Once kids figure out there’s no penalty in wrong answers and that I don’t shut kids down (which takes at least a month, often more), they’re more wiling to brainstorm. Early in the year, I ask kids to go home and “interview” people about the word “nuclear”. I keep expecting crazy answers and misconceptions, but my kids are (sadly!) so trained to only give correct answers, that they won’t volunteer the weird ones. I have to frame my questions intentionally so that I encourage off-beat things and everything is acceptable. Instead of, “who has an answer?”, I say, “what are some possibilities?” or “what’s the strangest thing you heard?” Distancing their verbal responses from the specter of “correct” has been really useful in getting more kids to talk more often.

Fixing answers is, to me, like making final works out of rough drafts. I’ve been bad at intentionally circling back to original questions (and I wonder if making that connection between original and new would be helpful), but I’m pretty good at helping classes think through lines of logic. Once being wrong isn’t a problem, and brainstorming is totally okay, it’s much easier to try out new things. It’s still difficult for me to stay out of the way and allow kids to try to sort out whether new ideas are right or not (addressing misconceptions seems to work really well). While it’s relatively easy for me to avoid saying “no”, it’s soooo hard to not immediately praise the right answers and get on with my lessons and goals. But I have to remember that it’s not about my learning. I don’t have a method for getting to this third step. I feel like I should be able to verbalize it, but I can’t. It’s a lot about kids’ comfort in class with me and with each other.

I wonder if these kinds of skills are limited to my classroom only. If these ideas are so classroom-dependent, I wonder if it carries to other classrooms or not. Which means I want to know how I can extend open investigation to every class. This isn’t in my control, but I’d like to think my students can get out of the always-only-correct paralysis for an hour a day.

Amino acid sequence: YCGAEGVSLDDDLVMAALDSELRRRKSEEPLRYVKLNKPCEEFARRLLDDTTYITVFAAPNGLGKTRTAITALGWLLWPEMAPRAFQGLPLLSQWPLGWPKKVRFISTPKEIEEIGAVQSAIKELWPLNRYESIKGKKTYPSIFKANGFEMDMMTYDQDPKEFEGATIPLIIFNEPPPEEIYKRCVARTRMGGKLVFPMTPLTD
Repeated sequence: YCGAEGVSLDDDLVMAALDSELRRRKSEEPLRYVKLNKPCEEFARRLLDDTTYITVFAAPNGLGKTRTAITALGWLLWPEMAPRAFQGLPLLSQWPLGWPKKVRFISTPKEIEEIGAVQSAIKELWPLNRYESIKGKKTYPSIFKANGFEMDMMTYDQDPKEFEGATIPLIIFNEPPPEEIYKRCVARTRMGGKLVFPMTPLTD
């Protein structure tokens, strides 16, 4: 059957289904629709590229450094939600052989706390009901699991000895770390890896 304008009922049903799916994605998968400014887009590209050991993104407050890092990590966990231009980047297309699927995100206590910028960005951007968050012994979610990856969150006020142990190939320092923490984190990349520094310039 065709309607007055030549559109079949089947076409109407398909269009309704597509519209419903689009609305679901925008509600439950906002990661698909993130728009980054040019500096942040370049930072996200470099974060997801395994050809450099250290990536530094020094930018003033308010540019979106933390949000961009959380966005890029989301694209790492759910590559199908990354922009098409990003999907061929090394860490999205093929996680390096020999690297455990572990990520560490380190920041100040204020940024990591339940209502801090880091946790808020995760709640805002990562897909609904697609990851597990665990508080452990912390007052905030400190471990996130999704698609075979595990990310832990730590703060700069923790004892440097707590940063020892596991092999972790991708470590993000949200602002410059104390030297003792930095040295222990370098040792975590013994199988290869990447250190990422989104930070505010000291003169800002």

#MTBoSBlogsplosion: My Favorite

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I’ve been pretty quiet recently, partially due to being ridiculously busy learning how to teach AP Chemistry this year. But also because my district has very strict policies around social media.

Anyway, I saw the MTBoS post about returning to blogging, and figured it was a good time to procrastinate to start again.  And no, I don’t teach math; Honors Chemistry and AP Chem for me!

My favorite thing in class right now is whiteboards. I know… it seems to be everyone’s favorite thing, and for good reason! My students actually cheered today when I told them to fetch the dry erase markers. I am fortunate enough to have two sets of whiteboards! A large set (about 2.5×3′ or so) for groups, and small ones for individuals (one side is blank and one side has periodic tables.)

What do we do with them?

I’ve posted previously about Chemical War, The Mistake Game, particle drawings, and Battleship.

The little boards are great for “secret ballots”. Pose a question, everyone furtively writes down an answer, and either blindly (for my eyes only) or publicly shows it on the count of three. Funny for multiple choice / review days, when I need suggestions for stuff, etc.

Then just plain practice. Yesterday, my honors students took notes about stoichiometry and using BCA tables. Working in groups today made it so much clearer to them! Plus, the groups can do different things: one group made one set of charts/calculations; several groups worked individually and compared work; one group was pretty comfy already, so split into two teams that raced for the right answer.